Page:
Some businesses have to keep a lot of secrets. Lawyers and accountants have to keep their client’s dirty laundry private. Inventors and software companies have to make sure competitors can’t run off with the secret blueprints they’ve spent years refining. Even if you’re not in a world where secrecy is important, you still have secrets to protect. Maybe it’s pricing: if all your customers found out what a good deal you were giving your old roommate, they’d all demand the same, and your margins would be sunk. Maybe it’s worker records: if someone runs off with the W2s for all your employees, files bogus tax returns for all of them, and causes everyone to spend 40 hours apiece to iron things out with the IRS over the phone, your whole company is going to be angry for a couple months and productivity is going to tank.
Unless you operate your business out of an old Crisco tub full of cash on your back porch, you have secrets. Even then, you’d still probably prefer people not know about the Crisco tub.
As a small business owner, the secrets people will want to steal are the ones they can easily turn into money. You can think of almost all of these secrets in 3 buckets:
How you handle money. May include:
Passwords to accounting or bank logins - with this, someone could login and drain your account.
Account history - with this, someone could find out how much have, how much you pay, and when, and find a weak spot in one of the above areas.
Worker info - ACH info, W2, medical history
The things your customers trust you with.
The acquisition contract that you’re redlining
How they pay you: ACH details or transaction history
Identity theft info: Credit card numbers, socials, medical records
Design files: Have a metal shop? How angry would your customer be if the CNC design file for their most recent product version ended up on the internet?
“Secret Sauce” - product blueprints, training materials, sales scripts
Weaknesses: tight on credit? Bluffing on a contract?
Customer lists and purchase history
Note about consumer info: There are some big costs to losing some kinds of personal secrets. If some jerk runs off with social security numbers or medical records, you have to notify everyone whose info you lost - expect to spend $5-$10 per person, plus legal fees starting at $5k, and maybe loss of business from angry customers and bad press. Losing medical records will also incur fines between $100 and $15k per person. If you lose credit card info, VISA and friends will fine you, and may even revoke your license to take credit cards.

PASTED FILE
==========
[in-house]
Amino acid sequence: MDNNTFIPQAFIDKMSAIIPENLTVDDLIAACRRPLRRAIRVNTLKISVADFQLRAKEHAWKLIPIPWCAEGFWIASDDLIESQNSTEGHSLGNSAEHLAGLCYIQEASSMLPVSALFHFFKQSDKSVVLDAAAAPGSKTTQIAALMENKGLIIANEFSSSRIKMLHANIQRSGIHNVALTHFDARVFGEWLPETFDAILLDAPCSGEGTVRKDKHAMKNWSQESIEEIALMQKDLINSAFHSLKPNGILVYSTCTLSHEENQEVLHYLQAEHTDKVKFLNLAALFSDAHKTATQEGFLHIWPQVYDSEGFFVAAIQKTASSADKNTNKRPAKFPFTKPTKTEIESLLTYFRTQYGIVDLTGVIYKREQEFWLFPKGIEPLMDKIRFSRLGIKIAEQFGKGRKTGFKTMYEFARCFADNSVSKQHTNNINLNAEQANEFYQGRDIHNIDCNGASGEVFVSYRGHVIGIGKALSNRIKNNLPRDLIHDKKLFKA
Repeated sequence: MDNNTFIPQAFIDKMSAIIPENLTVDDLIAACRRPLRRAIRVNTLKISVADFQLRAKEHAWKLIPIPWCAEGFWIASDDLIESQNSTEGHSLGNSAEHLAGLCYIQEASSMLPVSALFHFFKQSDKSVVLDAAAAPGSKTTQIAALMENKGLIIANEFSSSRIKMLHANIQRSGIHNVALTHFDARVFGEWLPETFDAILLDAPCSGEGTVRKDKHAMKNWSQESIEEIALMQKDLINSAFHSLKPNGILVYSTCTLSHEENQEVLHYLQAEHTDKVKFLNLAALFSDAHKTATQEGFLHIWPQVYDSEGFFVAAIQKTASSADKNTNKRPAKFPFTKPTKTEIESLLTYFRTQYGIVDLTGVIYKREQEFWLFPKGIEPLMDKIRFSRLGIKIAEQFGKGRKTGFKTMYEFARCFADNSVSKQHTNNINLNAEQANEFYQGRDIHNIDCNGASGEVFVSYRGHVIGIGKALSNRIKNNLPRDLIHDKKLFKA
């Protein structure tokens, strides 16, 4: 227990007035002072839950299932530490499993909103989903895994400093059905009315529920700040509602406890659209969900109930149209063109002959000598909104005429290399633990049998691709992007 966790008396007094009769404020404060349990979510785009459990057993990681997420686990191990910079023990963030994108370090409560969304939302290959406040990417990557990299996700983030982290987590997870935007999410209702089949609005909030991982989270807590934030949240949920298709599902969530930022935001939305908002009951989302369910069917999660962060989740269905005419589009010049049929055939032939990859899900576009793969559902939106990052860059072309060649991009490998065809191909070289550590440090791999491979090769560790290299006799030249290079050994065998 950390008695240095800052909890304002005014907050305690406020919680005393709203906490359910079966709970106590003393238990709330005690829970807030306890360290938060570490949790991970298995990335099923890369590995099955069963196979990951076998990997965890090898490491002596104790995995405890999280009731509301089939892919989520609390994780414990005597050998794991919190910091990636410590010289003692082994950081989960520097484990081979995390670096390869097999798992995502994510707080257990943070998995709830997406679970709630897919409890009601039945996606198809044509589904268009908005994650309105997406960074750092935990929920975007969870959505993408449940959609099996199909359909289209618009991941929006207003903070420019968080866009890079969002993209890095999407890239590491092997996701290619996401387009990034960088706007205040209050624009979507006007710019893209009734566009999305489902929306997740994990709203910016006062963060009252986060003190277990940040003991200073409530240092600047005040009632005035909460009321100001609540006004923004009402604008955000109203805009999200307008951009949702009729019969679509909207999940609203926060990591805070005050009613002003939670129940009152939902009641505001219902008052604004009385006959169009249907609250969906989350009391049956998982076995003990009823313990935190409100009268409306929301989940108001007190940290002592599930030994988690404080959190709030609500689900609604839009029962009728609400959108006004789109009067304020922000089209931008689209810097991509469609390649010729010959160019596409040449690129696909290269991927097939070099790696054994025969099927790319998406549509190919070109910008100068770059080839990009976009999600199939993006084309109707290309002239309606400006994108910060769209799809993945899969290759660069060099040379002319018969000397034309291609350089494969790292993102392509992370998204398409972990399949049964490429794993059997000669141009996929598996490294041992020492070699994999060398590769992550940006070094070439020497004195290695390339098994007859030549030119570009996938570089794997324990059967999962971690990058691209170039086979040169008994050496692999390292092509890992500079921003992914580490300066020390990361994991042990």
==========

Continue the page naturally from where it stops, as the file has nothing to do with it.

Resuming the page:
Luckily, the same fixes work for protecting each kind of secret:
Don’t store it: The easiest way to make sure the wrong person doesn’t discover a secret is to not write it down. If you’re a dentist, maybe you don’t need to ask for everyone’s social on your New Patient Intake Form. If you run the neighborhood bar, maybe you don’t have to write down everyone’s credit cards when they’re setting up a tab. Do you run a consulting company? Maybe you can delete most of the customer files when the gig is up.
Store it in a protected place: If you sometimes need a secret, try to only store it in one place, and protect that place. If a sales rep loses a laptop, it’s suddenly a bigger deal if there are customer lists and pricing that can be seen by anyone who turns it on. If you do this, make sure the place you choose is reliable.
Make it harder to log in: lots of accounts let you choose extra hoops you need to jump through to prove that you are you. Setting these up makes it much harder for jerks to break into your accounts. See the login guide for the best options.
Use online services: Highly-paid business consultants always tell you to focus on what you’re good at, and outsource the rest. This is especially true with computers: the easiest, cheapest, and most secure solution is usually a monthly internet service. There is usually strength in numbers - popular services are often the most secure. See our roundup of recommended online services.
Encrypt it: encryption is a kind of math that computers can do to keep information secret. It usually needs some kind of password to work: if you have the password, you can see the information. Usually encryption is easy and comes with anything modern. There are two exceptions: phones and laptops. If your phone or laptop has big enough secrets to give you a headache if they got stolen, consider encrypting it. You’ll have to put in a password whenever you turn it on, but that’s the point.
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